latino lingo

All things related to effective Hispanic marketing, Hispanic advertising and Hispanic public relations.

Tuesday, April 06, 2010

Hispanic marketers, time to step up our game

The recent controversy about Vidal Partnership, losing the Home Depot Hispanic account to Richards/Lerma (who also beat out other prominent Hispanic ad shops), needs to serve as a wake up call to the Hispanic marketing industry.

While organizations like AHAA continue to probe into the reasons for the win, their main claim is that Home Depot is undermining the Hispanic market for cost-savings and consolidation reasons, irregardless of the reason (s) the industry in general needs to take this as a wake-up call.

With the shrinking ad dollars in the general market and the pending U.S. Census numbers that many predict will give a clearer perspective on the growth of the Hispanic market, there will be more non-traditional players in the game; not less. Competition is good, and shouldn't be viewed as solely a threat.

However, the challenge lies in the fact that many of us in the Hispanic marketing industry are often our own worst enemy. I've always said that if we allow the discussion about Hispanic marketing to center on language rather than culture we are DOA. Specialized shops will always lose that argument as translations and voice overs of general market creative will always be cheaper and faster to get out to the market. Especially when the argument is being made to many marketers in the general market who don't know any better and all ready believe that Spanish = marketing to Hispanics.

I was very disappointed driving back from Pennsylvania last week as I switched between Mega 97.5, X96.3 and LA Fiesta 98.5 and heard so many radio commercials that were simply translated and voiced-over spots. I mean, not to pick on them specifically, but when I hear a Spanish-language Taco Bell commercial and the tag line "Think Outside the Bun" is simply said with a Spanish accent, I think to myself that we can do better. I heard spots from national companies as well as regional and local ones that were exactly the same as the ones I heard in English on other NYC-area radio stations.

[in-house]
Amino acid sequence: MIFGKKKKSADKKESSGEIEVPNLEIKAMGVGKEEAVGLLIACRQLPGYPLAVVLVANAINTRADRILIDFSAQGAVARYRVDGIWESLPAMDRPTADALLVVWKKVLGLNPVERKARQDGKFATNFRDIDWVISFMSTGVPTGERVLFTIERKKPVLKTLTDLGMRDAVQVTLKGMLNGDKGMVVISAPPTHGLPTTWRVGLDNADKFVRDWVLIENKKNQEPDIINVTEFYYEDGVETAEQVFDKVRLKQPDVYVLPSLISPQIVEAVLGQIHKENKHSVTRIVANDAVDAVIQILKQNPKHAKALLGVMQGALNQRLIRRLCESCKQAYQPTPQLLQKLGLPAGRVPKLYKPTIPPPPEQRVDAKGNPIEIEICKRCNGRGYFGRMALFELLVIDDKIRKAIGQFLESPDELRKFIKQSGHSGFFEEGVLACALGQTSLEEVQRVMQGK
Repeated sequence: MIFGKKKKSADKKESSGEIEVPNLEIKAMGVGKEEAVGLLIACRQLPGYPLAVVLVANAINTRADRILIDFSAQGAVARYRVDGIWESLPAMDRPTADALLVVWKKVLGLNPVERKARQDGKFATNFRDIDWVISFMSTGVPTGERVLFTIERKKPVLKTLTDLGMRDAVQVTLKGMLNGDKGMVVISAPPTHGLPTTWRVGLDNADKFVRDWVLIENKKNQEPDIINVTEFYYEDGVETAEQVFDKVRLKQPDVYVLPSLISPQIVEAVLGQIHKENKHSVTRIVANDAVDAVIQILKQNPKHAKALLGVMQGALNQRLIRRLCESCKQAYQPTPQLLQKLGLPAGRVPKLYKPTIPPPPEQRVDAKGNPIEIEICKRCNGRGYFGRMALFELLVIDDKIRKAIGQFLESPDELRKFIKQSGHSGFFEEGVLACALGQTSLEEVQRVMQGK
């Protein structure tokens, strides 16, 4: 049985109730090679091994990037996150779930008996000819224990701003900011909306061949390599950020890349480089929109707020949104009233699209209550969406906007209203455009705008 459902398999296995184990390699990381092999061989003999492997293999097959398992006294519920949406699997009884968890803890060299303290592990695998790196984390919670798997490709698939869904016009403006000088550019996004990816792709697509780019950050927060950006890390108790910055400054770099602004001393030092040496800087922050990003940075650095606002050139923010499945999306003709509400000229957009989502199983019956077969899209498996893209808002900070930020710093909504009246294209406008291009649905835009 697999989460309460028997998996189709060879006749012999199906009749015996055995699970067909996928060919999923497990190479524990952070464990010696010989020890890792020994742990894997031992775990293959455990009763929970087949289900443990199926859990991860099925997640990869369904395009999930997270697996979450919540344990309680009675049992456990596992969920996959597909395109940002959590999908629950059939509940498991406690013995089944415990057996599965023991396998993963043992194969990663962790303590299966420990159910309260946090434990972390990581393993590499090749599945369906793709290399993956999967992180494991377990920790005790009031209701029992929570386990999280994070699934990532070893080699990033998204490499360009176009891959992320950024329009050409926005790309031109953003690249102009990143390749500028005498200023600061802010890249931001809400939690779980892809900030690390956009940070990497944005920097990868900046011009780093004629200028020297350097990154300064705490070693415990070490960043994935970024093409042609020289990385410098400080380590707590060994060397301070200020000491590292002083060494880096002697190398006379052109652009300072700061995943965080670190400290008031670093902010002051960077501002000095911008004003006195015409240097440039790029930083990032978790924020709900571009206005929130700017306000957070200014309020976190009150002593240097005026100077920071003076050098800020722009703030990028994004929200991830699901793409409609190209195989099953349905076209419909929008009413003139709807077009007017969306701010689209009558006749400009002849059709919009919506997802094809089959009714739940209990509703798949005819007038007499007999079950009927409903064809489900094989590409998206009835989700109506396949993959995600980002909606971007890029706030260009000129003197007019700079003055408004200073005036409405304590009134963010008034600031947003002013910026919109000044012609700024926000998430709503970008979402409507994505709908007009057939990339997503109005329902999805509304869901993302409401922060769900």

We (agencies as well as our friends in the Spanish-language media who will happily translate an ad for free to have it run as quickly as possible and earn a commission) often are willing agents in our downfall. We are getting too cliche, too stereotypical and too accommodating for the sake of short-term financial gains. We are getting to the point that all a general market agency has to do is say to use "abuelita" in a spot or "focus on the family" and poof they are now "experts."

Specialization is tough work and it requires discipline, training and credibility. Think of any other kind of specialist in any other kind of industry. They survive by demonstrating the value of their specialty, which often comes at a higher price. They don't survive by dumbing down their specialty area to the point that others can mimic it and pawn it off as their own.

Sure, let's find out why this decision was made. But, let's also stop whining and stop looking for the Hispanic Jesse Jackson to fight our fight at some point. Let's step up our game and prove our value.

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